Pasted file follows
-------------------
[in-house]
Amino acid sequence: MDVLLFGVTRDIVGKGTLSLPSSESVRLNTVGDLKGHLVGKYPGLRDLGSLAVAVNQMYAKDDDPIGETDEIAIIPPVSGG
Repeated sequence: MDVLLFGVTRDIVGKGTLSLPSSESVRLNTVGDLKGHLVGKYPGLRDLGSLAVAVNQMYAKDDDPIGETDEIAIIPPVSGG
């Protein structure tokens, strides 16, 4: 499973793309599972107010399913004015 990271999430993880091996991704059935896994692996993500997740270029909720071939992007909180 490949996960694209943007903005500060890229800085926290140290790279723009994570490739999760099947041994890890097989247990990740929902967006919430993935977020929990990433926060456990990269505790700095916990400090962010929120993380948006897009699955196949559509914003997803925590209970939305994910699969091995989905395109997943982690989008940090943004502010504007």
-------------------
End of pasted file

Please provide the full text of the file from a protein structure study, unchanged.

[in-house]
Amino acid sequence: MDVLLFGVTRDIVGKGTLSLPSSESVRLNTVGDLKGHLVGKYPGLRDLGSLAVAVNQMYAKDDDPIGETDEIAIIPPVSGG
Repeated sequence: MDVLLFGVTRDIVGKGTLSLPSSESVRLNTVGDLKGHLVGKYPGLRDLGSLAVAVNQMYAKDDDPIGETDEIAIIPPVSGG
């Protein structure tokens, strides 16, 4: 499973793309599972107010399913004015 990271999430993880091996991704059935896994692996993500997740270029909720071939992007909180 490949996960694209943007903005500060890229800085926290140290790279723009994570490739999760099947041994890890097989247990990740929902967006919430993935977020929990990433926060456990990269505790700095916990400090962010929120993380948006897009699955196949559509914003997803925590209970939305994910699969091995989905395109997943982690989008940090943004502010504007």